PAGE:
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Mutational Analysis of Gene function in the Anaplasmataceae

Ulrike Munderloh and team at the University of Minnesota published a new paper on mutational analysis of gene function. Mutational analysis is an efficient approach to identifying microbial gene function. Until recently, lack of an effective tool for Anaplasmataceae yielding reproducible results has created an obstacle to functional genomics, because surrogate systems, e.g., ectopic gene expression and analysis in E. coli, may not provide accurate answers.

The researchers chose to focus on a method for high-throughput generation of mutants via random mutagenesis as opposed to targeted gene inactivation. In the search for a suitable mutagenesis tool, they considered attributes of the Himar1 transposase system, i.e., random insertion into AT dinucleotide sites, which are abundant in Anaplasmataceae, and lack of requirement for specific host factors. They chose the Anaplasma marginale tr promoter, and the clinically irrelevant antibiotic spectinomycin for selection, and in addition successfully implemented non-antibiotic selection using an herbicide resistance gene. These constructs function reasonably well in Anaplasma phagocytophilum harvested from human promyelocyte HL-60 cells or Ixodes scapularis tick cells.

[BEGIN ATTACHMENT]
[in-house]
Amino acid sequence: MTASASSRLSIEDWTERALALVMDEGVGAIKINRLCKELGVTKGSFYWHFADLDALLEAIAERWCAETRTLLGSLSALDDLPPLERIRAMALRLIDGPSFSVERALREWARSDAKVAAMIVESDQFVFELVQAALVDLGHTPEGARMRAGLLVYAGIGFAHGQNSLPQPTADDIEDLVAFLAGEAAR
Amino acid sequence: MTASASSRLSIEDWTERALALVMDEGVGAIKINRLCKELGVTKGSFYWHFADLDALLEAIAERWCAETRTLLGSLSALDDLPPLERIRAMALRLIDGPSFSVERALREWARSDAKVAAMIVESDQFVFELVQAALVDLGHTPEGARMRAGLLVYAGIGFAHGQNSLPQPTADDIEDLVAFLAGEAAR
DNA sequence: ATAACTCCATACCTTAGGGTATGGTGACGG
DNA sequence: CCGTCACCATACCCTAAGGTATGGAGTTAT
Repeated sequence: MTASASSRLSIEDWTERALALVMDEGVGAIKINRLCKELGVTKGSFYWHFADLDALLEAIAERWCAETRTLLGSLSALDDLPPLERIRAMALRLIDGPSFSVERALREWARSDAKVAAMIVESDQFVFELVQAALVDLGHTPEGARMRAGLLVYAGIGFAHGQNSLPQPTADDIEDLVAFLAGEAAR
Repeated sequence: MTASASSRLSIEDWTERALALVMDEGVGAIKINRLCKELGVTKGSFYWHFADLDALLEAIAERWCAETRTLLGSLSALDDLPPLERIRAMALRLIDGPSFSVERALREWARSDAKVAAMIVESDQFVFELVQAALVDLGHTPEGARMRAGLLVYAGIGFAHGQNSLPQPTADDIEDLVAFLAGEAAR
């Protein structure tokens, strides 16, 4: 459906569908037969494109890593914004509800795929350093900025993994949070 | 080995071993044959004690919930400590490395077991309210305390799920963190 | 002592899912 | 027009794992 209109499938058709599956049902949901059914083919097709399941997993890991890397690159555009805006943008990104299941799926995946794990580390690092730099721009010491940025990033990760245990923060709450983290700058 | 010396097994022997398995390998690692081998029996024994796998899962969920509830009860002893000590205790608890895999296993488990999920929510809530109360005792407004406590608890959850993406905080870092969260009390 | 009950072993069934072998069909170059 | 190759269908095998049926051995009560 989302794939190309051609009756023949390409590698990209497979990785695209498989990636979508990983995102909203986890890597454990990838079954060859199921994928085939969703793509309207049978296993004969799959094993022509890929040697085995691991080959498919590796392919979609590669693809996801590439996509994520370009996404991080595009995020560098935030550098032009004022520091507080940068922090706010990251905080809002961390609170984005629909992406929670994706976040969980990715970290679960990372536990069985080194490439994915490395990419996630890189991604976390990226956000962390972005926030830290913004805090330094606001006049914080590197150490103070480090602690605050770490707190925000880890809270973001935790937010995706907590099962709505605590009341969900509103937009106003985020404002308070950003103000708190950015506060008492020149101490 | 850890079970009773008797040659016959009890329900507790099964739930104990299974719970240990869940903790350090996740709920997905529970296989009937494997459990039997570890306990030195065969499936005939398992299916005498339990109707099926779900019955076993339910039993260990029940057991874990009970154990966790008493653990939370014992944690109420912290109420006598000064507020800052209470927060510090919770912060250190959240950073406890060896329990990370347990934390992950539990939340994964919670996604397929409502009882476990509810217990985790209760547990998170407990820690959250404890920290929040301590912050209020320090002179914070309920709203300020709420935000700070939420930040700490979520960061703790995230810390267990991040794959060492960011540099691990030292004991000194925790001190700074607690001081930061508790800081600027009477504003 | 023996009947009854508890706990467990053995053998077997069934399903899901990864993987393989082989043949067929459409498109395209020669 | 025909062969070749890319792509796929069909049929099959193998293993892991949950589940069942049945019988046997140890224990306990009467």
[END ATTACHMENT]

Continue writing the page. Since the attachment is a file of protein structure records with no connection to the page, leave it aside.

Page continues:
Researchers describe protocols developed in their laboratory, and discuss what likely makes them successful. What makes Anaplasmataceae electroporation competent is unknown and manipulating electroporation conditions has not improved mutational efficiency. A concerted effort is needed to resolve remaining problems that are inherent to the obligate intracellular bacteria. Finally, using this approach, researchers describe the discovery and characterization of a putative secreted effector necessary for Ap survival in HL-60 cells.

The paper, Mutational analysis of gene function in the Anaplasmataceae: Challenges and perspectives, is published in Tick and Tick-borne Diseases.

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